Hitman: Blood Money

From assassin to target

The Hitman series has always been about finding creative solutions to problems, specifically the "problems" its protagonist is hired to kill. As the bald assassin named 47, players have been able to run around with guns blazing, sneak through the shadows and garotte guards from behind orslip on a disguise to poison or smothertheir targets, all to more or less equal effect.

Due in May, Hitman: Blood Moneyups the ante not only by giving players inventive ways to kill, but also by giving them incentives to use them. In addition to his usual third-person skulking-around/shooting-up-everything tactics, 47 will be able to pocket random objects for use as improvised weapons, take human shields and throw stuff around to distract watchful eyes. All ofwhich should come in handy, given the witness-filledcasinos, theaters and hotelshis new missions will take him to.

As Blood Money opens, 47 has become the target of a rival assassin agency and goes more or less into hiding. As a hunted man, it's vital that he keeps a low profile, and the new notoriety system gives you a tangible reason to do so. Shooting everyonestill gets thejob done, but it's sloppy, and sloppy killings draw headlines. To drive the point home,you'll be presented with a newspaper that details the damage you've done atthe end ofevery mission; make a mess and leave witnesses, and a police sketch of 47 will be right there on the front page, leading to wanted posters and recognition by everyone who sees him. But if you're smart enough to stay quiet andmake your hits look like accidents, then that's exactly how they'll be reported, and you'll fade from the public eye.

This willalso affect the amount of money you get for your missions; clean work means bonuses, while your agency will actually charge you if they have to clean up after you. Cash will play a very real role in the game, too, as it can buy weapon upgrades and bribe witnesses.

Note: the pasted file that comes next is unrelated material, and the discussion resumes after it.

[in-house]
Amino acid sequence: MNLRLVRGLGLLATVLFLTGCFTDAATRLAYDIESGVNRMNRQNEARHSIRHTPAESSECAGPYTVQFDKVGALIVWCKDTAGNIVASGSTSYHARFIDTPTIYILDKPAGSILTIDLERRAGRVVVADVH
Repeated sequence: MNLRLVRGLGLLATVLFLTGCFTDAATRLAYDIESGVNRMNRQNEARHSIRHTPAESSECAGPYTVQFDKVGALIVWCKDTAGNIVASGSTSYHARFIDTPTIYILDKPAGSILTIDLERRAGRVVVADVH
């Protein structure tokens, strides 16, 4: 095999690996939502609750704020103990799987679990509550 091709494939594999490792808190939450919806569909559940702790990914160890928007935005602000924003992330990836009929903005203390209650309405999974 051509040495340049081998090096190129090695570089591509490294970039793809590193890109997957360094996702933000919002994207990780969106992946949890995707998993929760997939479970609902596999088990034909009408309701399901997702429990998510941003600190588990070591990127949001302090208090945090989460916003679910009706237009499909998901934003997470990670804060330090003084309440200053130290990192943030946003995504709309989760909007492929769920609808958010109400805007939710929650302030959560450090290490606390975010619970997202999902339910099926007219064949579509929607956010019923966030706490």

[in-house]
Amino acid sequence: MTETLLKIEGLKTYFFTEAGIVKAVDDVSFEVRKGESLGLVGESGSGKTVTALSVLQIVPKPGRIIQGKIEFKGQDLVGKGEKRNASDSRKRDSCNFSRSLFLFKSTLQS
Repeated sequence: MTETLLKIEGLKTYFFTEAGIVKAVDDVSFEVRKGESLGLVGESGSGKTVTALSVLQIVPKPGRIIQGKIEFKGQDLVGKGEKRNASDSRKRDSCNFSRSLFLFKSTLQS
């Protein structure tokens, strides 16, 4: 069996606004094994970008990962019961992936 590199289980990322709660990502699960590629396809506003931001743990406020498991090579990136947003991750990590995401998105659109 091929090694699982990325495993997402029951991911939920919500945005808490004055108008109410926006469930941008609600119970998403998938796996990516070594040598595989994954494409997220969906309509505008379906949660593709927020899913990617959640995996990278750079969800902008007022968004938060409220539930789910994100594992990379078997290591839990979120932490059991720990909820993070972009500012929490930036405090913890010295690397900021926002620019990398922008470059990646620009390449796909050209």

Promisingmore versatilityand online rankings, Hitman: Blood Money already looks like an improvement over the so-so Hitman: Contracts. Whether it plays like one remains to be seen, but if nothing else it shouldletplayers kill more creatively than ever.

The Hitman series has always been about finding creative solutions to problems, specifically the "problems" its protagonist is hired to kill. As the bald assassin named 47, players have been able to run around with guns blazing, sneak through the shadows and garotte guards from behind orslip on a disguise to poison or smothertheir targets, all to more or less equal effect.

Due in May, Hitman: Blood Moneyups the ante not only by giving players inventive ways to kill, but also by giving them incentives to use them. In addition to his usual third-person skulking-around/shooting-up-everything tactics, 47 will be able to pocket random objects for use as improvised weapons, take human shields and throw stuff around to distract watchful eyes. All ofwhich should come in handy, given the witness-filledcasinos, theaters and hotelshis new missions will take him to.

As Blood Money opens, 47 has become the target of a rival assassin agency and goes more or less into hiding. As a hunted man, it's vital that he keeps a low profile, and the new notoriety system gives you a tangible reason to do so. Shooting everyonestill gets thejob done, but it's sloppy, and sloppy killings draw headlines. To drive the point home,you'll be presented with a newspaper that details the damage you've done atthe end ofevery mission; make a mess and leave witnesses, and a police sketch of 47 will be right there on the front page, leading to wanted posters and recognition by everyone who sees him. But if you're smart enough to stay quiet andmake your hits look like accidents, then that's exactly how they'll be reported, and you'll fade from the public eye.

This willalso affect the amount of money you get for your missions; clean work means bonuses, while your agency will actually charge you if they have to clean up after you. Cash will play a very real role in the game, too, as it can buy weapon upgrades and bribe witnesses.

Promisingmore versatilityand online rankings, Hitman: Blood Money already looks like an improvement over the so-so Hitman: Contracts. Whether it plays like one remains to be seen, but if nothing else it shouldletplayers kill more creatively than ever.

ABOUT THE AUTHOR

After graduating from college in 2000 with a BA in journalism, I worked for five years as a copy editor, page designer and videogame-review columnist at a couple of mid-sized newspapers you've never heard of. My column eventually got me a freelancing gig with GMR magazine, which folded a few months later. I was hired on full-time by GamesRadar in late 2005, and have since been paid actual money to write silly articles about lovable blobs.
We recommend